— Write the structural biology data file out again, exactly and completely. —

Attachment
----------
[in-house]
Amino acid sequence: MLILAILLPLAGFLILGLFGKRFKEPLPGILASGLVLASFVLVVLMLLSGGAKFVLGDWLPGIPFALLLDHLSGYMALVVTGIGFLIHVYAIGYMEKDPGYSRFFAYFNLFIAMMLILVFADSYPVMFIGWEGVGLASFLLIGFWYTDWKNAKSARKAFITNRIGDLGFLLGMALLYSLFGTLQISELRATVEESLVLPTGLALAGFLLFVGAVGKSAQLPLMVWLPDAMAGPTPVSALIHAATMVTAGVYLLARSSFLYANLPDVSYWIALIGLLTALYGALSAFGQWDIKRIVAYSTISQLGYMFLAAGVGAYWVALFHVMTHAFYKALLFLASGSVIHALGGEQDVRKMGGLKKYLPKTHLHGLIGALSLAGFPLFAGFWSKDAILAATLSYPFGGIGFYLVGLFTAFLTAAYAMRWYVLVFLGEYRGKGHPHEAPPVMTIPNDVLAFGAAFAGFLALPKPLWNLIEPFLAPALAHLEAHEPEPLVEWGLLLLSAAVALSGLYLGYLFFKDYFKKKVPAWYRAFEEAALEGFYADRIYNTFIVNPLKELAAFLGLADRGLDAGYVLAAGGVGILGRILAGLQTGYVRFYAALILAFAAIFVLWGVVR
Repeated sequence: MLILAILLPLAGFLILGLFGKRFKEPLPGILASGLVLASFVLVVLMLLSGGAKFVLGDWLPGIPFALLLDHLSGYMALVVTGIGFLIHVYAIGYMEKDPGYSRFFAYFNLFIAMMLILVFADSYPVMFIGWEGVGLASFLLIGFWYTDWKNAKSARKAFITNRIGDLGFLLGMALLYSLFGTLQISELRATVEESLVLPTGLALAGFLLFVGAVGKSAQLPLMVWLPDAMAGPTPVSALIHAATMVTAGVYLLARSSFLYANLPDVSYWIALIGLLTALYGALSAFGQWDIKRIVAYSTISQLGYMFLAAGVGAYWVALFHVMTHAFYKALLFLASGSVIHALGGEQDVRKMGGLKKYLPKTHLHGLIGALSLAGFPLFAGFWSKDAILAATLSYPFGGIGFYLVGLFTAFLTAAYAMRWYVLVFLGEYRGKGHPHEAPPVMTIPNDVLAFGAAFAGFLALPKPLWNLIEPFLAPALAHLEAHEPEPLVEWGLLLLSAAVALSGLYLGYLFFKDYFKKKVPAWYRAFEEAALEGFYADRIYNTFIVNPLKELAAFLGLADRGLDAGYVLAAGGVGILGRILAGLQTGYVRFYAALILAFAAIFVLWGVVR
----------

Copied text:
[in-house]
Amino acid sequence: MLILAILLPLAGFLILGLFGKRFKEPLPGILASGLVLASFVLVVLMLLSGGAKFVLGDWLPGIPFALLLDHLSGYMALVVTGIGFLIHVYAIGYMEKDPGYSRFFAYFNLFIAMMLILVFADSYPVMFIGWEGVGLASFLLIGFWYTDWKNAKSARKAFITNRIGDLGFLLGMALLYSLFGTLQISELRATVEESLVLPTGLALAGFLLFVGAVGKSAQLPLMVWLPDAMAGPTPVSALIHAATMVTAGVYLLARSSFLYANLPDVSYWIALIGLLTALYGALSAFGQWDIKRIVAYSTISQLGYMFLAAGVGAYWVALFHVMTHAFYKALLFLASGSVIHALGGEQDVRKMGGLKKYLPKTHLHGLIGALSLAGFPLFAGFWSKDAILAATLSYPFGGIGFYLVGLFTAFLTAAYAMRWYVLVFLGEYRGKGHPHEAPPVMTIPNDVLAFGAAFAGFLALPKPLWNLIEPFLAPALAHLEAHEPEPLVEWGLLLLSAAVALSGLYLGYLFFKDYFKKKVPAWYRAFEEAALEGFYADRIYNTFIVNPLKELAAFLGLADRGLDAGYVLAAGGVGILGRILAGLQTGYVRFYAALILAFAAIFVLWGVVR
Repeated sequence: MLILAILLPLAGFLILGLFGKRFKEPLPGILASGLVLASFVLVVLMLLSGGAKFVLGDWLPGIPFALLLDHLSGYMALVVTGIGFLIHVYAIGYMEKDPGYSRFFAYFNLFIAMMLILVFADSYPVMFIGWEGVGLASFLLIGFWYTDWKNAKSARKAFITNRIGDLGFLLGMALLYSLFGTLQISELRATVEESLVLPTGLALAGFLLFVGAVGKSAQLPLMVWLPDAMAGPTPVSALIHAATMVTAGVYLLARSSFLYANLPDVSYWIALIGLLTALYGALSAFGQWDIKRIVAYSTISQLGYMFLAAGVGAYWVALFHVMTHAFYKALLFLASGSVIHALGGEQDVRKMGGLKKYLPKTHLHGLIGALSLAGFPLFAGFWSKDAILAATLSYPFGGIGFYLVGLFTAFLTAAYAMRWYVLVFLGEYRGKGHPHEAPPVMTIPNDVLAFGAAFAGFLALPKPLWNLIEPFLAPALAHLEAHEPEPLVEWGLLLLSAAVALSGLYLGYLFFKDYFKKKVPAWYRAFEEAALEGFYADRIYNTFIVNPLKELAAFLGLADRGLDAGYVLAAGGVGILGRILAGLQTGYVRFYAALILAFAAIFVLWGVVR